Phil, Queen's Square | March 1, 2019
It’s probably safe to say that few people are afraid of the potential wrath of Greek or Roman gods in their day-to-day life. That said, there’s still power in mythmaking and myth deconstructing.
Re-telling mythical stories is the thematic cord that brings The Silence of the Girls (Pat Barker), Everything Under (Daisy Johnson) and Circe (Madeline Miller) together. Although the approaches are quite different, all three authors see re-telling mythological stories as an opportunity to give voice to those who often appear silent in historical stories; in particular women.
Briseis, the story teller in Silence of the Girls, bluntly sums up her life as spoil of war. Barker’s tale is soul crushing yet ends with the hope that Briseis will be able to write and live her own story.
Circe is the re-telling of an exiled immortal being and her growth into a powerful witch/herbalist. Circe makes it clear she holds little hope for the gods. “… gods are born of ichor and nectar, their excellences already bursting from their fingertips. So, they find their fame by proving what they can mar: destroying cities, starting wars, breeding plagues and monsters. All that smoke and savor rising so delicately from our altars. It only leaves ash behind.” Her hope is with humans despite their imperfections.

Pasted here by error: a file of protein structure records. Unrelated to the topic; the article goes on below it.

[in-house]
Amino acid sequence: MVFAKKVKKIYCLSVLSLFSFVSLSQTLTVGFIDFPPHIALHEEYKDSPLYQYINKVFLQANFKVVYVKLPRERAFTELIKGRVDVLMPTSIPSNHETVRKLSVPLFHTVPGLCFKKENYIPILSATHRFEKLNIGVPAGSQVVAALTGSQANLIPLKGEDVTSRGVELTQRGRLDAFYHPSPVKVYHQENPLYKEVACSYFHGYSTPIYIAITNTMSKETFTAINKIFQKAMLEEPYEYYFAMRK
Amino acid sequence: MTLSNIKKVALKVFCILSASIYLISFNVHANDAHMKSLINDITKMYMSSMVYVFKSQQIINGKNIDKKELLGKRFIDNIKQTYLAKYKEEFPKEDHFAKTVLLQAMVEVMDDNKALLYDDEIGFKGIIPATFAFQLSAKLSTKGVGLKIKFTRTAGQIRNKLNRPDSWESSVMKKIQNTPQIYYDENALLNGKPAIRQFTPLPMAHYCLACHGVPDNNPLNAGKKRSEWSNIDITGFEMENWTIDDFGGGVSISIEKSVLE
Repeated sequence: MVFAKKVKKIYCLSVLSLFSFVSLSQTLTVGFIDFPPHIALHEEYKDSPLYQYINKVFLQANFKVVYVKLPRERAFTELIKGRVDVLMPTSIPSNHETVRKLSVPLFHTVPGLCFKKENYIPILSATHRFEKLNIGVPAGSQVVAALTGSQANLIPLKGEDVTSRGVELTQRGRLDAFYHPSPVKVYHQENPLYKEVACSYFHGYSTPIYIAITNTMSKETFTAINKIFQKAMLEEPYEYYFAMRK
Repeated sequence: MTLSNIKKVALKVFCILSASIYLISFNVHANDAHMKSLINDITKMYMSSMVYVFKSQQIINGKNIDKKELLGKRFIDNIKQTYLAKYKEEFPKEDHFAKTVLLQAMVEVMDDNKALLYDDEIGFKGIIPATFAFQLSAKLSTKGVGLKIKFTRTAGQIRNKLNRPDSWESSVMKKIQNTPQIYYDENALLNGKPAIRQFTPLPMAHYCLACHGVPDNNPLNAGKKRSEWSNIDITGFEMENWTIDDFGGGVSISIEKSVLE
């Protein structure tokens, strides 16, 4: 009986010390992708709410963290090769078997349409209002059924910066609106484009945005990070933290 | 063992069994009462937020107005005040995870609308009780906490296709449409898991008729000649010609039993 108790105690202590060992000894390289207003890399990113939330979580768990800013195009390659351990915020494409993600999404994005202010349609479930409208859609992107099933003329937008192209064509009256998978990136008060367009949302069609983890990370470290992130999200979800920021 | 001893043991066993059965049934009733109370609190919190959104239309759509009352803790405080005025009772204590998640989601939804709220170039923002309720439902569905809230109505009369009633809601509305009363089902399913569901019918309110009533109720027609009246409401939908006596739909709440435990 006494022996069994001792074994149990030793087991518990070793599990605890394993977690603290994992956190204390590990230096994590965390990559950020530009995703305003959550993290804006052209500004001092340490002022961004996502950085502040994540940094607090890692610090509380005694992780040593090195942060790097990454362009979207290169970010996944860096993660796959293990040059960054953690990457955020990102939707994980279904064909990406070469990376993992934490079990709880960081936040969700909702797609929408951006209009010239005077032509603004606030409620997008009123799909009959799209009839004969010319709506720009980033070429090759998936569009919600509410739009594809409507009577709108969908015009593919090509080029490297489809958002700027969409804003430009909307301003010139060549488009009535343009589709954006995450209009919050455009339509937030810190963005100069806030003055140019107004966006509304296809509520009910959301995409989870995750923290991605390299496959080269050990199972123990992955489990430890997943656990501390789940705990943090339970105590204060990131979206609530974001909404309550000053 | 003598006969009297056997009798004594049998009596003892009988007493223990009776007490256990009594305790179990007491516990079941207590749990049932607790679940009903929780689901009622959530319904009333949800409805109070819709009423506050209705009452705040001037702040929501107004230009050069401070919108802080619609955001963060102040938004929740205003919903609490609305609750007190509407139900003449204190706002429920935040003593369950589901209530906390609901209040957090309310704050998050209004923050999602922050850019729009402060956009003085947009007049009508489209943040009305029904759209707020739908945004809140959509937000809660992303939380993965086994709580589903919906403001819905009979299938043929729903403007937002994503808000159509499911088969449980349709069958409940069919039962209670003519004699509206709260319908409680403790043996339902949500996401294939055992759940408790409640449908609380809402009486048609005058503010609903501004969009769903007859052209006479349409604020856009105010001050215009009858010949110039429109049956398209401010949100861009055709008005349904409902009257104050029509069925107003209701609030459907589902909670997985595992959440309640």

Johnson’s Everything Under is a gnarled tale of doomed mother-daughter relationships, with the suggestion that womanhood is a trap. “There is no escaping... the way we will end up is coded into us from the moment we are born,” Sarah tells Gretel. “Any decisions we make are only mirages, ghosts to convince us of free will.” Everything Under re-tells the Oedipus story with shapeshifting/gender fluidity and a large dollop of biological fate.
In all cases, these authors have re-infused mythologies with candor and vitality, creating a sense of universality and contemporary relevance.
For those looking for extra credit reading make sure to check out Penelopiad by Margaret Atwood, Fire Gospel by Michael Faber, and Girl Meets Boy by Ali Smith. Want a short primer on mythology?: Karen Armstrong’s A Short History of Myth is a good place to start. Other authors who have explored mythologies in both historical and contemporary ways include Philip Pullman’s Good Man Jesus and the Scoundrel Jesus and Amit Chaudhuri's Odysseus Abroad.
So, what’s up for March?
"Why study history?" is the question that unifies next month's reads. Paris Echo by Sebastian Faulks, Sight by Jessie Greengrass, Love is Blind: The Rapture of Brodie Mancur by William Boyd, and a diversion to Michael Ondaatje’s Warlight will hopefully shed some light on the uses of history in fiction.